Below are a few images from the vendor aisles. Would you have guessed that this is the Hoffman booth? They have a line of small-scale geometric batiks and ikat weaves.  Hoffman boothThe Grunge Bar from Moda was a popular hangout. The glass jars in the background were filled with 2-inch squares of all the Grunge colors. Yum!Grunge BarKari warms up her credit card at the Sulky booth. We saw (and bought) some of their variegated 12-weight cotton threads. Another yum.Kari at SulkyDo you recognize the gal and her quilt below? It was so much fun to be in the show, and Kari and I were both inspired and excited by the quilts we saw. Having so many modern fabrics in one exhibition hall made the trip even more worthwhile, not to mention fun. Me, looking smug!Where do I see the movement going? Some of the edginess of a few years ago has softened, and more modern quilts have traditional elements. I think these have lasting appeal because they’re symbols of what we’ve known all our lives in quilting. And for the young quilters, everything is new and shiny. Likewise, traditional quilting has been greatly influenced by modern quilting. Modern fabrics designed by quilting luminaries are more open and more graphic. Each year, it just gets better!

But that’s enough about QuiltCon. I’ll end with another of my super-skinny swizzle-stick blocks that we’ll be doing in my workshop. They are super addictive.14 green block @ 8Oh, before I leave you . . . . Next year, QuiltCon is in Savannah. Anyone want to go?!

Foolproof Flanges!

by Christine Barnes

What a glorious few months we’ve had, with lovely fall color, bright-blue skies, and three decent storms. I was in Lakeport, CA, with the Ladies of the Lake Quilt Guild last weekend and had a wonderful time. From there I went to Mendocino on the north coast to visit my aunt and uncle. (He’s the one who taught me so much about color.) I drove home via the Napa Valley and made a stop at The Culinary Institute of America at Greystone, just outside St. Helena. It was once Christian Brothers Winery, and it has kept every bit of its grand style. There’s lots to see—three restaurants, daily tours, an amazing gift shop. I recommend a field trip!Christian BrothersDuring my trunk show for the guild, I mentioned that my Lustrous Squares II quilt was in the September issue of American Quilter magazine. (I’ve seen that issue on eBay.)  After the program, several ladies said they’d like to know how I do flanges. So, I thought, what a perfect topic for a short blog post. Here’s the quilt:    Lustrous Squares II copy People have assumed that the skinny red strips are narrow borders, but I prefer flanges. My biggest tip? Practice first!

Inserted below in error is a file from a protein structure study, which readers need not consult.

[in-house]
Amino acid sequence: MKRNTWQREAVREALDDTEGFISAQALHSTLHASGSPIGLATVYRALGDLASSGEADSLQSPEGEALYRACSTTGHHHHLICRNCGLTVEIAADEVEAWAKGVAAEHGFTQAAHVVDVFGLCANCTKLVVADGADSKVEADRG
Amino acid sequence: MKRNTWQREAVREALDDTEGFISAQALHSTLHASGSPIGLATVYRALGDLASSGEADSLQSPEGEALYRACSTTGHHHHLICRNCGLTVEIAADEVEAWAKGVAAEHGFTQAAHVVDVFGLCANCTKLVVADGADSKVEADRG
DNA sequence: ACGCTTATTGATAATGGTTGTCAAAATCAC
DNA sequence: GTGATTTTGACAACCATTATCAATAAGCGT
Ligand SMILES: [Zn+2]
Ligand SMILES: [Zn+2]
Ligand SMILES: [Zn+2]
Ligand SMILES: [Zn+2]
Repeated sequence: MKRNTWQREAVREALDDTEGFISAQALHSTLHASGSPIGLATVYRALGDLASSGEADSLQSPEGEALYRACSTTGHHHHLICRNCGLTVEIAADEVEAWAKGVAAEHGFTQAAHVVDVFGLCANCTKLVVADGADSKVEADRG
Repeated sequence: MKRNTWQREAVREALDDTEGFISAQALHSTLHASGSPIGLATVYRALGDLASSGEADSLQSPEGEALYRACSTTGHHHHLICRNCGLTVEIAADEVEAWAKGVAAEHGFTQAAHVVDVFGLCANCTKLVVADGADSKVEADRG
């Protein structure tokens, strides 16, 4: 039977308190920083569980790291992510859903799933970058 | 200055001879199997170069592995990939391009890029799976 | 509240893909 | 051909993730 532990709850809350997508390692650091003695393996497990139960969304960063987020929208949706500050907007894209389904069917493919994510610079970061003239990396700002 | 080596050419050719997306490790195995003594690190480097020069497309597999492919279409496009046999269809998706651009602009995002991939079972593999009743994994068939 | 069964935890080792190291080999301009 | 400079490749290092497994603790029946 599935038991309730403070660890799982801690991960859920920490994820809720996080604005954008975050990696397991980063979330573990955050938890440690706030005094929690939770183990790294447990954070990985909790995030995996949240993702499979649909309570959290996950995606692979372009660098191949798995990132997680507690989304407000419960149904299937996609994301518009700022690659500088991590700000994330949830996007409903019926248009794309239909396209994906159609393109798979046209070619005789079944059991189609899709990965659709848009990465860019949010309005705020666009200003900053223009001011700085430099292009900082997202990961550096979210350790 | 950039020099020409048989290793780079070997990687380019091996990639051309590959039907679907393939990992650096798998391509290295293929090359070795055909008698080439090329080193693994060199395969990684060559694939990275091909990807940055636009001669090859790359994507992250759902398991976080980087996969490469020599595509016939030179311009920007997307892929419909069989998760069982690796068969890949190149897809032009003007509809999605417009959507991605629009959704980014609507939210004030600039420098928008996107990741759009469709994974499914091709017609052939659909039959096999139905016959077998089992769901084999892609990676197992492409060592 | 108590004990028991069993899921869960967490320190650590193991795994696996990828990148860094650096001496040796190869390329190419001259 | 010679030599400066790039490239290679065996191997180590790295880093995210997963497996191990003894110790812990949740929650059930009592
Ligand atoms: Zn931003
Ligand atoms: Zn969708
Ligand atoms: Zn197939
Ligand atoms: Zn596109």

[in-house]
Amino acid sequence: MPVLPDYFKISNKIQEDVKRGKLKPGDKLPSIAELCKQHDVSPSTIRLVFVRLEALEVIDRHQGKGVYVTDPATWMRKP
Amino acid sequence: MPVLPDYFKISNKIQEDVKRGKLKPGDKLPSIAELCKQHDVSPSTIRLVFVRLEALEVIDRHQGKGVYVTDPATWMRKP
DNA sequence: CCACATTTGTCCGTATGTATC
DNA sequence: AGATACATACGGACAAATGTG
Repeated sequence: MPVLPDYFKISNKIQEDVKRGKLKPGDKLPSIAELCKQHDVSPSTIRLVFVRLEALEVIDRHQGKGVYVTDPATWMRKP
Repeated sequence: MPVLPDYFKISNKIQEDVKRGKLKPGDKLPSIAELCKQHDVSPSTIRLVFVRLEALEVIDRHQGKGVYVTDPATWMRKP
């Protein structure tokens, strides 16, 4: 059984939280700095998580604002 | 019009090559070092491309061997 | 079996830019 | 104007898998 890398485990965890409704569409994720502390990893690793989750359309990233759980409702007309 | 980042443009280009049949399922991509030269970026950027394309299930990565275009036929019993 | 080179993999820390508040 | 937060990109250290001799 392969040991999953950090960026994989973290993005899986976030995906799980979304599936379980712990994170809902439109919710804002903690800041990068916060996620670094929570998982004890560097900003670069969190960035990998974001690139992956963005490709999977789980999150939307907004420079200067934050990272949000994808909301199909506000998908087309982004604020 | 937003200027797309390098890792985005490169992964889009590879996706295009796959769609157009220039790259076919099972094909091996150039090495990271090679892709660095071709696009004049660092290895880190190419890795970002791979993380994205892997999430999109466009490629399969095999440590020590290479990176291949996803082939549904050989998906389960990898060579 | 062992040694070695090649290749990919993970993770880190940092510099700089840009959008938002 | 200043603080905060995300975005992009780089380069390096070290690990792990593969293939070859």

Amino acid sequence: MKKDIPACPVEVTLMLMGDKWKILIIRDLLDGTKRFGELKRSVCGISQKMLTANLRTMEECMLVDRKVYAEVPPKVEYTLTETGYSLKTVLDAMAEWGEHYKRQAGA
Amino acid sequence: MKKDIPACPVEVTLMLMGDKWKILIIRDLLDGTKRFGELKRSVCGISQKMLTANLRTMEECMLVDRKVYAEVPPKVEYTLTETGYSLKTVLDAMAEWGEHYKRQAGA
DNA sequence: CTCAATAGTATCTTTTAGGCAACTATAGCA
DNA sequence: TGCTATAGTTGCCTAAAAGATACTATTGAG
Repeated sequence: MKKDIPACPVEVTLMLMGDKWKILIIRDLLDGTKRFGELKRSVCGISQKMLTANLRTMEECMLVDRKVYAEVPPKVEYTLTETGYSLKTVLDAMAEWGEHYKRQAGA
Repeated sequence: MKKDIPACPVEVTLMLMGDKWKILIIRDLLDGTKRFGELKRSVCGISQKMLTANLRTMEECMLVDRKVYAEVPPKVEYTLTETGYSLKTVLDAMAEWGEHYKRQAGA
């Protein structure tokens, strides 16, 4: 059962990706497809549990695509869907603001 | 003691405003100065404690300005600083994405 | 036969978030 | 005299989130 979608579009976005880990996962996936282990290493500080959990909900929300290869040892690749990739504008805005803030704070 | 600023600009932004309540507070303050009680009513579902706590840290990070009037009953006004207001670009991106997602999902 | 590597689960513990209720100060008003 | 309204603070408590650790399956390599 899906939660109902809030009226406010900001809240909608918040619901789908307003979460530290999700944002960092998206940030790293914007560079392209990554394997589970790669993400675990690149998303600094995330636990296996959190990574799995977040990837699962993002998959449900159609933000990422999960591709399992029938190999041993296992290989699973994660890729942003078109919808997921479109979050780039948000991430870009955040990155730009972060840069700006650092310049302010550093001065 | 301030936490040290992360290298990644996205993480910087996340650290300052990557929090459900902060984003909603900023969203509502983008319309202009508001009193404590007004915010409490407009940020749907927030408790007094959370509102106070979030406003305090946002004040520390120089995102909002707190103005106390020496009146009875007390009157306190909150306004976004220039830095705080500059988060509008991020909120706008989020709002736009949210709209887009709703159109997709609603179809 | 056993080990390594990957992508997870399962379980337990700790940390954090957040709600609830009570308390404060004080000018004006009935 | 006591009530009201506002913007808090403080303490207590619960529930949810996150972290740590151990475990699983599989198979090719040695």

• Spray your fabric liberally with Best Press before you cut the strips; then press. This step is crucial to keeping the flanges straight and stable.

• Cut the strips 1″ wide and 1½” longer than the finished dimension of the block or other piece you’re working on.

• Fold each strip lengthwise, wrong sides together, and press. Be precise—it counts!

• Attach your walking foot if you have one and set your stitch length for a bit longer than the default stitch.